Today in Automotive History: The 1965 Shelby GT 350 is Announced



January 27, 1965 is remembered fondly by Ford and Shelby diehards alike, as it was the day Carroll Shelby introduced his first modified Mustang. The GT 350 and Mustang shared the optional 289 V8 rated at 271hp, but a Holley four-barrel and other additions bumped power figures to 306hp. This allowed the Shelby to run with the standard-issue Chevrolet Corvettes, good news since the Shelby was $350 more expensive than a base 327 ‘Vette. Shelby sold just north of 500 1965 GT 350s against more than 20,000 Corvette C2s during the same time.

The Mustangs were shipped bare from Ford to Shelby, where body panels were added and all painted white with blue rocker stripes. All engine modifications were applied, as well as a dual exhaust system, suspension upgrades, and an anti-sway bar. The first year, a four-speed manual transmission was the only way the Shelby put power down to the ground; a three-speed automatic would be available as an optional extra in 1966.

The car itself was pretty lightweight, tipping the scales at only 2,800 pounds (to put that into perspective: just a bit heavier than the Scion FR-S and 800lbs less than a 2013 Mustang GT). The good deal of horsepower and light weight meant the GT 350 could storm from 0-60mph in 6.5 seconds, making it one second faster than the hi-po Mustang it was based on. In addition to the 516 street coupes, 36 GT 350Rs were produced, and the price of admission into that exclusive club is nearly twice what it costs to pick up a GT 350 in current markets.

The 350R was a very limited production turn-key race car, and as such, the interior is completely barebones. Upholstery, sound deadening material, and practically everything that could be called a “creature comfort” was jettisoned. The windows were tossed in favor of Plexiglas, and a roll cage was installed. Horsepower for the GT 350R was again bumped, and now made around 350.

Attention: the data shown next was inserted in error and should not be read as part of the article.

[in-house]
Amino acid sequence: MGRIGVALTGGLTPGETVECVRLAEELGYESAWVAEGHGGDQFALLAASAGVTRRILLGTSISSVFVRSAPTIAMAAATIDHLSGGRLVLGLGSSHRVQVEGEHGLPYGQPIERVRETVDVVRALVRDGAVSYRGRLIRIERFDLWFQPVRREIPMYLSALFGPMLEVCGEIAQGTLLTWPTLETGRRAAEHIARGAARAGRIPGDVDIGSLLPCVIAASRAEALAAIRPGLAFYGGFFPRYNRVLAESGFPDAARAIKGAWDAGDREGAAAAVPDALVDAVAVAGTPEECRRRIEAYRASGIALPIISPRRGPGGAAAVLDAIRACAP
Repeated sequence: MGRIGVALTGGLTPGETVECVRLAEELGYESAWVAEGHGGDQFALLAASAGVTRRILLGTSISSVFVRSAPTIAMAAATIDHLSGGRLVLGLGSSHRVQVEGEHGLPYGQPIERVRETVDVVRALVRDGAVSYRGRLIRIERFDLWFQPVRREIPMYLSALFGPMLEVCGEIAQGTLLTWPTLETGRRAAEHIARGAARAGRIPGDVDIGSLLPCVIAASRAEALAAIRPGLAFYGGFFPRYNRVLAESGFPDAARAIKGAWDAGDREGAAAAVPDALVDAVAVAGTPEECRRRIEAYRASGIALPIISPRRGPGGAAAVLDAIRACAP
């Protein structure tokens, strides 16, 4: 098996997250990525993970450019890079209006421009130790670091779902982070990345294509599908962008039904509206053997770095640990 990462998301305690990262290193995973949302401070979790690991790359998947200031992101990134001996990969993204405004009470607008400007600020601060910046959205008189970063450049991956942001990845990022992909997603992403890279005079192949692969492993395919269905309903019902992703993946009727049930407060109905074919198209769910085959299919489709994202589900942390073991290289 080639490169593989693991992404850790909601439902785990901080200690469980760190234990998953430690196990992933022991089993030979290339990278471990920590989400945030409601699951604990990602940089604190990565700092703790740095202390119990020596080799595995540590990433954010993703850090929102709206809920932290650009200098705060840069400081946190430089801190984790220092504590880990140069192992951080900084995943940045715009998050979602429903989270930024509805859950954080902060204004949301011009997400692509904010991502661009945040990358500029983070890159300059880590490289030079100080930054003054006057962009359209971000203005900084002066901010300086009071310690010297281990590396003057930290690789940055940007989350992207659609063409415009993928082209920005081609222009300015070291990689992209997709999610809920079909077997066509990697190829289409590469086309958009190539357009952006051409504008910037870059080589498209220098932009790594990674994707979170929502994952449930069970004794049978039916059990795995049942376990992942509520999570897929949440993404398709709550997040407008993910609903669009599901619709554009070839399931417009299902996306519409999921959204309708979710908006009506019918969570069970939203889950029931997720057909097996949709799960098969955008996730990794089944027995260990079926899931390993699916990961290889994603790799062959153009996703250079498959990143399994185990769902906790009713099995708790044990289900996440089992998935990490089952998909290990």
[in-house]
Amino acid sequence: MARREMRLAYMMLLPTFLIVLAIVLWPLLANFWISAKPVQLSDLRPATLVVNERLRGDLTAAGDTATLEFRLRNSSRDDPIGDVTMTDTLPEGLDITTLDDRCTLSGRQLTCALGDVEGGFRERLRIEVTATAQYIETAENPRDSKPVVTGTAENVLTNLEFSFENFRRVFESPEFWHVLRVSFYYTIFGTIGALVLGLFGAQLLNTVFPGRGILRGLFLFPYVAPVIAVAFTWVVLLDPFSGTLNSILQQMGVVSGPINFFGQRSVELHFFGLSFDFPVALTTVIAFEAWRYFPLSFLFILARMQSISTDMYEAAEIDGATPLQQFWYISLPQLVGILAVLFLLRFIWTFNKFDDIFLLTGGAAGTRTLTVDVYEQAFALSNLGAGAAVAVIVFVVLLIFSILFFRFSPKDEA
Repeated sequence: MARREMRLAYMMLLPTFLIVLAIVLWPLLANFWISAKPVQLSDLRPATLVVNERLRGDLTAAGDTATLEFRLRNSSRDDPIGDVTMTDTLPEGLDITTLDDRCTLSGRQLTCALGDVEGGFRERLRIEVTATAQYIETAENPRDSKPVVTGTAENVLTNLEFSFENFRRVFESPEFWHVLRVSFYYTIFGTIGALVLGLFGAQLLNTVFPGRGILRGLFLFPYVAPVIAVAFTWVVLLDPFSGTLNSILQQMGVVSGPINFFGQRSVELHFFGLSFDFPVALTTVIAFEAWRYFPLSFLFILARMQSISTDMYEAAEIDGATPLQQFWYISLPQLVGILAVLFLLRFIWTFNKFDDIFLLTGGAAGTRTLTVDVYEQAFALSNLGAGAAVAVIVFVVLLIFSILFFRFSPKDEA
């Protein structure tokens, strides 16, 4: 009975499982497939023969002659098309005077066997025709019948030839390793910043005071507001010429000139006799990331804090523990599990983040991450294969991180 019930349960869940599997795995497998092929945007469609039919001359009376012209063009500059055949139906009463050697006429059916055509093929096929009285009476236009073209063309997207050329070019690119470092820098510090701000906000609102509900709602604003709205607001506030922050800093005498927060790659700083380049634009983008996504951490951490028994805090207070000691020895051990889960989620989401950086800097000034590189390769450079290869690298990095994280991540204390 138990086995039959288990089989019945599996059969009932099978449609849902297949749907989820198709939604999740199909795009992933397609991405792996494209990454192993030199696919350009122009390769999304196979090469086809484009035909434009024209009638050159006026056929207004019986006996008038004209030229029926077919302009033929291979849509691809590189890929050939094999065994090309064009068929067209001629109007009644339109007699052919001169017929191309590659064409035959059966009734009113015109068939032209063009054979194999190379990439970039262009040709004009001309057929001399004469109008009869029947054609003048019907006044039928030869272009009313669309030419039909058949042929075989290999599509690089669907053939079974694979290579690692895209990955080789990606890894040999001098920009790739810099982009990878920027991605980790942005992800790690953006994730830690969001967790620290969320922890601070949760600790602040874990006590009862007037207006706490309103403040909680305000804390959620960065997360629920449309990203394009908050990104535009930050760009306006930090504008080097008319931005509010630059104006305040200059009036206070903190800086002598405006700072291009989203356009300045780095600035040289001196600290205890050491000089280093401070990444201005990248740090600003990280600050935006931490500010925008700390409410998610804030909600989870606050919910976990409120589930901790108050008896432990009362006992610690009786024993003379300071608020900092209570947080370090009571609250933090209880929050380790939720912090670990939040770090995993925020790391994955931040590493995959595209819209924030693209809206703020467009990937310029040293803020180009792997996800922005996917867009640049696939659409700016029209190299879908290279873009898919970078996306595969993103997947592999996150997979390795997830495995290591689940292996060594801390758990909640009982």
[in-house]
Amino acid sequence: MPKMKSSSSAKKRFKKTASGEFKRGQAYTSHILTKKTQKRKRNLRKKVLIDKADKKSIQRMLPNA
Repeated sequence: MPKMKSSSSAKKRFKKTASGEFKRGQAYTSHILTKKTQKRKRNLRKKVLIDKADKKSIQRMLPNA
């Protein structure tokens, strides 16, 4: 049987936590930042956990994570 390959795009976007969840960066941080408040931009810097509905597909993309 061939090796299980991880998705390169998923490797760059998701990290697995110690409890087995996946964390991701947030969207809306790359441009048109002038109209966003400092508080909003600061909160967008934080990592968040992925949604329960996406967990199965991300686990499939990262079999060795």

With the 1966 model would also come an expanded options list, with an auto transmission, new colors, and an optional $670 Paxton supercharger that boosted the power output by more than 100.

The first two years of Shelby GT 350s are the most wanted by collectors, with well-maintained 1965s fetching between $150,000-250.000. The price is indicative of how beloved an icon Carroll Shelby is, and how he influenced the automotive world forever.


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About Cameron Rogers

Cameron Rogers is the founder and lead writer at Downshift Autos, the only automotive blog on the Internet*. Born in the back of an AMC Gremlin, Cameron vowed to never let this extraordinarily embarrassing detail define him, so help him God. He drives a GTI but absolutely will not shut up about it if somebody asks. He will not hesitate to let people know that no, they shouldn't get a Porsche 911 when a Morgan 3 Wheeler is so obviously the superior choice. He is obsessed with the seats of a Carrera GT and the steering wheel of a Fisker Karma. He once sat in the driver's seat of a Tesla Model S, his greatest accomplishment to date. He is just now realizing that writing an autobiography, however miniscule, in the third person is odd and unnerving. *As of this writing, Cameron has been informed that there are, in fact, many websites and blogs centered around cars and car culture. He regrets his grievous error.

One response to “Today in Automotive History: The 1965 Shelby GT 350 is Announced”

  1. vanessadidoguitar says :

    Reblogged this on vanessadido.

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